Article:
Do not tell your whole life story or unload lots of deep and heavy details about yourself, until your date has earned your trust. You have many precious gifts to offer in the form of who you are, where you have come from, and what experiences you have had. You are a precious jewel and do not need to offer up your heart rubies and soul sapphires to anyone and everyone who crosses your path. Once your date has proven to be a respectful, trustworthy, and kind individual, then you can reveal the deeper parts of yourself when the time is right for the both of you, whenever it feels natural.
Rubies! Image borrowed from here
NIX ON THE ROMANCE
Keep the first date unromantic and casual. Our culture glorifies and glamorizes romance, but in reality, you are sitting across from a complete stranger whom you have just met. Romance is a force that is built on trust, love, and deep attraction. Two human beings paired together for a few hours do not have enough time to establish any of these attributes. Deep attraction is not to be confused by superficial attraction. Deep attraction encapsulates a person’s everything—mind, body, soul, personality, energy, and much more; and this attraction takes time to develop, as you learn new things about your date with each visit. A superficial attraction encapsulates just the shell. You might love what your date is wearing, your date’s body, and/or how your date looks in general, but those are just the exterior traits. If you do not want the world to judge you by your appearance alone, then you must be sure to not jump to any conclusions about your date, based on exterior facades—even if you love the look of the facade. Keep the romantic feelings at bay in the beginning. Otherwise, you run the risk of entering into a pattern of harboring romantic delusions and making false conclusions about a person.
Film still of Glenn Close from Fatal Attraction, 1987. For those of you who have never seen this movie, you should—because it’s insane! Moderate spoiler…it does not end well for Glenn Close’s romantically delusional character.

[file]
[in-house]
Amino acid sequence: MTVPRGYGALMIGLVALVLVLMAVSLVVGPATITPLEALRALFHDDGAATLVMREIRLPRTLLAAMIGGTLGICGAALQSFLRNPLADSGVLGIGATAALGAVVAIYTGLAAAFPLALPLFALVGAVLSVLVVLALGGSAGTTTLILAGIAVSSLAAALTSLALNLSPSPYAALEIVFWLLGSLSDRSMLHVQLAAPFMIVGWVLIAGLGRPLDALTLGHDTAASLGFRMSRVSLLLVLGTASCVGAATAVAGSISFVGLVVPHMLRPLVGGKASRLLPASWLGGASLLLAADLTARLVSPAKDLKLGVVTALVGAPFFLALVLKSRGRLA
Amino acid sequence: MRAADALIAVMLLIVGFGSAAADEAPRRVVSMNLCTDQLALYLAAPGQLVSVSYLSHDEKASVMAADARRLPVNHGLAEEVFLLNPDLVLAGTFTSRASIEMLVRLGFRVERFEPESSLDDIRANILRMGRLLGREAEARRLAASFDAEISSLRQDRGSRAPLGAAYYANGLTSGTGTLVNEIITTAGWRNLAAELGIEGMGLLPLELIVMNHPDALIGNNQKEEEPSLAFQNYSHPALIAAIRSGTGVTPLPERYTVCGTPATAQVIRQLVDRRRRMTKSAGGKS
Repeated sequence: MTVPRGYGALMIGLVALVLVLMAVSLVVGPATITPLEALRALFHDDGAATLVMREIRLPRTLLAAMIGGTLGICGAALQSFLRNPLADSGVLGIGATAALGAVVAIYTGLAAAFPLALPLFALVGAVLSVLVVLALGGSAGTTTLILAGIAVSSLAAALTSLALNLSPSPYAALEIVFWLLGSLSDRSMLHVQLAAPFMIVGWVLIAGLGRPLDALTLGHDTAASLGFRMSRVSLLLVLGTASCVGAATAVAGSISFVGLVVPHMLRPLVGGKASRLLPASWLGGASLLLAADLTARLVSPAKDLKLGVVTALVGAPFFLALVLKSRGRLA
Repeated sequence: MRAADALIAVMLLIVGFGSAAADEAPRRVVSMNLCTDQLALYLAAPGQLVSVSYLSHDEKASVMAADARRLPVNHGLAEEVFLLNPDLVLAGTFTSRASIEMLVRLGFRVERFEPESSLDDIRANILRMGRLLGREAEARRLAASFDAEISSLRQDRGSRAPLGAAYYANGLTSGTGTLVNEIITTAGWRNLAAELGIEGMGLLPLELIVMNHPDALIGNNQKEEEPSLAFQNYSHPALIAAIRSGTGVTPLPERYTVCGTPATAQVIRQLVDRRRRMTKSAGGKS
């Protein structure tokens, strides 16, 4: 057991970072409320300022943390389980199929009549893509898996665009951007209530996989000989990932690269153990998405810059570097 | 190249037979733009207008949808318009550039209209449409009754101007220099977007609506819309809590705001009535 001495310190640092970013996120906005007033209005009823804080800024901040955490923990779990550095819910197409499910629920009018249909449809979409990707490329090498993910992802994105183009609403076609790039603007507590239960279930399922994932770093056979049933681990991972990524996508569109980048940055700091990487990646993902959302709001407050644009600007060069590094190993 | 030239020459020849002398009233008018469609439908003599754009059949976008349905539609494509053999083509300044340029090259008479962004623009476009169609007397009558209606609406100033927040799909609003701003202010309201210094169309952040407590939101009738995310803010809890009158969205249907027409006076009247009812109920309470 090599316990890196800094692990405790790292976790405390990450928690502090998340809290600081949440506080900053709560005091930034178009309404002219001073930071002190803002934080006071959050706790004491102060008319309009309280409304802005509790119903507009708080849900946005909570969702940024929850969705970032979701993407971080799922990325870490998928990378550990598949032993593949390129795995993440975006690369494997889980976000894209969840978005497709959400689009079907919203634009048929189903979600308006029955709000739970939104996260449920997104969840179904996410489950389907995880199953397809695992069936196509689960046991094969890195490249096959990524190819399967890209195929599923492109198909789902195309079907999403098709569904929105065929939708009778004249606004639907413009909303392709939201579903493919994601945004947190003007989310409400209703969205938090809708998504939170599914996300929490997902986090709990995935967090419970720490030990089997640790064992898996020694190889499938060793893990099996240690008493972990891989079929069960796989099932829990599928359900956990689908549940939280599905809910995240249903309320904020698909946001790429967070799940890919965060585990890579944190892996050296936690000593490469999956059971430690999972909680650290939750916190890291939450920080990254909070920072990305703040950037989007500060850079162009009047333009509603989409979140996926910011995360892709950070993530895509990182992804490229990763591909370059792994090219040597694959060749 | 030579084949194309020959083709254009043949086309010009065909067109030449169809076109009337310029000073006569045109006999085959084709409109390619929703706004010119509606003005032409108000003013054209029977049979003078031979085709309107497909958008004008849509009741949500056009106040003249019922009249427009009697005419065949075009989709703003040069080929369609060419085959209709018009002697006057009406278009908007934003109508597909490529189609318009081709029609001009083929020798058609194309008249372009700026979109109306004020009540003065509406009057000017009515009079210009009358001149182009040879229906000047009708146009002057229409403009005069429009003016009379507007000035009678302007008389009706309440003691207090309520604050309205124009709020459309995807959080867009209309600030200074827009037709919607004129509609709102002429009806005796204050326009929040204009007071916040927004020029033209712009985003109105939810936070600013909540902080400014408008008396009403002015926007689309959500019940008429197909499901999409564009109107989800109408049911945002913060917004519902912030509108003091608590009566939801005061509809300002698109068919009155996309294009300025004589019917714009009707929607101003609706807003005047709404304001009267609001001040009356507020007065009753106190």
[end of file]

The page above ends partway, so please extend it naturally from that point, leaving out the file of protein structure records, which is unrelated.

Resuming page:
GO WITH THE CASH FLOW
This one is tricky and brings up lots of issues surrounding gender bias and feminist arguments, but I am only speaking from my experience. I have learned that it is best to come prepared to pay for whatever food/drink/ticket that is purchased on a date. Some women might think, “Yes of course I’m paying for myself!” Other women might resist this idea. I honestly still don’t know how I feel about this whole subject, so I take it case by case. I am not going to lie. I love when a man pays. Perhaps it is because I am thrifty and on a budget, and in my ultra-organized and anal-retentive Virgo mind, I think, “Awesome, that’s one less thing I have to budget for this week!” I also do feel somewhat cared for and protected when my date pays. It’s that primal chivalry thing that I still react to, and I do enjoy being treated in that way. However, I understand all of the strange issues it brings up. For instance, if he pays, am I now obligated to do something for him? Is that an unspoken contract that I am now breaking, if I allow him to pay but don’t kiss him goodnight? Or, what if I actually earn more money than he does? Then why is he the one expected to pay? I honestly don’t know.
I have had a man refuse up front and tell me before the date even began that he would not be paying for me. This was a fairly extreme case and he had some baggage of his own in terms of being used for his money in the past. I can sympathize. I have also had men refuse to let me pay. And I have had men who appreciate when I offer, sometimes taking me up on my offer, and sometimes not. These days, I think the general consensus is that it is nice to offer, and be genuinely prepared to whip out some cash without any bitterness or resentment or weirdness, but most men still feel as if they should pay. Whether or not they actually want to, I have no idea. Either way, in those awkward figuring-out-the-bill moments, just go with the flow, and don’t make a big deal one way or the other. It is honestly not a big deal and it is a strange thing for both people to navigate in this modern-day, equal-pay world. Once the date is over and you have retired to your HOBBIT NOOK for the evening, you can think further about how you actually feel about it, and approach the subject with thoughtful care, if you continue to date this person.
This is my final guideline, and I believe this is the most important. I have experienced feelings of threatened discomfort on almost every date I have ever been on. I used to think I was some kind of maladjusted, uptight prude. Now I know that I was and am an incredibly sensitive, empathic, intuitive goddess who feels all forms of misalignment, almost immediately and quite viscerally. It is not a pleasant feeling, and since I thankfully have a terrible poker face and am very poor at faking much of anything, as ashamed as I still sometimes feel, I almost always blurt out my feelings of discomfort to my date, in the moment.